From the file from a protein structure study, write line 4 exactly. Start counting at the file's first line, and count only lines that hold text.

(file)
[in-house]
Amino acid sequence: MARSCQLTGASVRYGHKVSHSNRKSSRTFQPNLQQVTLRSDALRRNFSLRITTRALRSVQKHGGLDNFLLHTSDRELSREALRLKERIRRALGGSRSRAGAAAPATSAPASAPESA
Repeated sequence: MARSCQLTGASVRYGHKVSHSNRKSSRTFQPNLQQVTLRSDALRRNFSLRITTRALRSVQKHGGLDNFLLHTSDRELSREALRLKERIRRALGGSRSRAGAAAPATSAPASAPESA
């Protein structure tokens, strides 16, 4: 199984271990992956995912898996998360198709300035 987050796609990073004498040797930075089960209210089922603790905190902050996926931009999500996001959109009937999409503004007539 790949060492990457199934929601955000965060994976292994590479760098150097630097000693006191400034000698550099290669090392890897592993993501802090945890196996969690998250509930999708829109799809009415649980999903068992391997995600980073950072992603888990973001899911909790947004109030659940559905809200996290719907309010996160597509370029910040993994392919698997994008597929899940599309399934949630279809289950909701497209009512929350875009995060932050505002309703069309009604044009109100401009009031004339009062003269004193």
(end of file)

């Protein structure tokens, strides 16, 4: 199984271990992956995912898996998360198709300035 987050796609990073004498040797930075089960209210089922603790905190902050996926931009999500996001959109009937999409503004007539 790949060492990457199934929601955000965060994976292994590479760098150097630097000693006191400034000698550099290669090392890897592993993501802090945890196996969690998250509930999708829109799809009415649980999903068992391997995600980073950072992603888990973001899911909790947004109030659940559905809200996290719907309010996160597509370029910040993994392919698997994008597929899940599309399934949630279809289950909701497209009512929350875009995060932050505002309703069309009604044009109100401009009031004339009062003269004193």